It’s practically a given that every company will issue a customer satisfaction survey, but the old way of doing things isn’t working anymore. Customers are fed up with long surveys full of questions that don’t apply to them, and their responses to these surveys end up as useless numbers that don’t represent the actual customer experience.
I was recently browsing the website of a specialty foods company known for their smoked meat and cheese gift baskets, and I was subjected to a terrible survey. They were using tired and broken techniques that couldn’t capture how I actually felt.
The 3 Big Mistakes They Made:
- They asked irrelevant questions that assumed too much about my experience. For example, they didn’t ask why I came to the site until question 21. This should have been the first question. I came to the site to track an order, but they still asked me 6 irrelevant questions about the products they assumed I was looking for. I would have been much more engaged by a shorter survey.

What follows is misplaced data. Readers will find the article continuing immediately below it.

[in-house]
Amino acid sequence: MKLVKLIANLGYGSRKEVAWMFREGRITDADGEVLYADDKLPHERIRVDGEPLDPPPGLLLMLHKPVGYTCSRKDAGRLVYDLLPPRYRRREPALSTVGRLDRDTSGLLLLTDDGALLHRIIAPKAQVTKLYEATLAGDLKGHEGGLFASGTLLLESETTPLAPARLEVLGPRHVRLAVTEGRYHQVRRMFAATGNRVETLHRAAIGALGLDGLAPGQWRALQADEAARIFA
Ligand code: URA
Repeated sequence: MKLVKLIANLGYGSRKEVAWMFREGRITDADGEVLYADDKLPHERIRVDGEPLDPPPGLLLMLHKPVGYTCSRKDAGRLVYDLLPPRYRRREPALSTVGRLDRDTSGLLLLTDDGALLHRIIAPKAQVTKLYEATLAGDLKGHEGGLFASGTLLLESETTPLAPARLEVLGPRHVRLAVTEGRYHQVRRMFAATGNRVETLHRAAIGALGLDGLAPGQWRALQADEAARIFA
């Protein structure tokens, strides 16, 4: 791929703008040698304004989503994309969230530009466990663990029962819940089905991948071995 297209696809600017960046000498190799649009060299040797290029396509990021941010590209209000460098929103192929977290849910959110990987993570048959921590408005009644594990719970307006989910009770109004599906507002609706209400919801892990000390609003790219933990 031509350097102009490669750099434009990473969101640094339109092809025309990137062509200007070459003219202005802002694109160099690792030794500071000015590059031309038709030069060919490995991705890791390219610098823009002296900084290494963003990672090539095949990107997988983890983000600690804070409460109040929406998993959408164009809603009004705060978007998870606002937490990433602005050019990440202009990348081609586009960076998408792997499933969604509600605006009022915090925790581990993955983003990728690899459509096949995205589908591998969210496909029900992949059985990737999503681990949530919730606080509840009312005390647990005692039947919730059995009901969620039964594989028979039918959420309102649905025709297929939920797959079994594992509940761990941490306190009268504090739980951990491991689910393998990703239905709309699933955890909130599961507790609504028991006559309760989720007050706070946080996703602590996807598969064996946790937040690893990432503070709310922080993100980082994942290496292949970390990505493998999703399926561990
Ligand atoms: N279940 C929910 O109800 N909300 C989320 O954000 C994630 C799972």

- They used deceiving language to describe the survey. They promised the survey would be brief. In fact, there were 30 “required” questions.
- They ignored the chance to listen. Only one question asked how I actually felt.
By the end of the survey, I was fed up. I had answered a dozen questions that didn’t apply to me, but here’s what really hurts: the question that asked how I actually felt was the only question I wasn’t required to answer—and after answering 30 questions there was no way I was answering any more.
Bottom line, Gift Basket Company: You are doing things the old way. You are producing faulty data that might make someone in the boardroom feel good, but it sure as heck doesn’t improve the customer experience.
The Better Way:
- Design surveys that automatically skip irrelevant questions.
- Be honest and respect your customers’ time.
- Encourage customers to respond to open-ended questions; then, apply verbatim analysis to gain insights.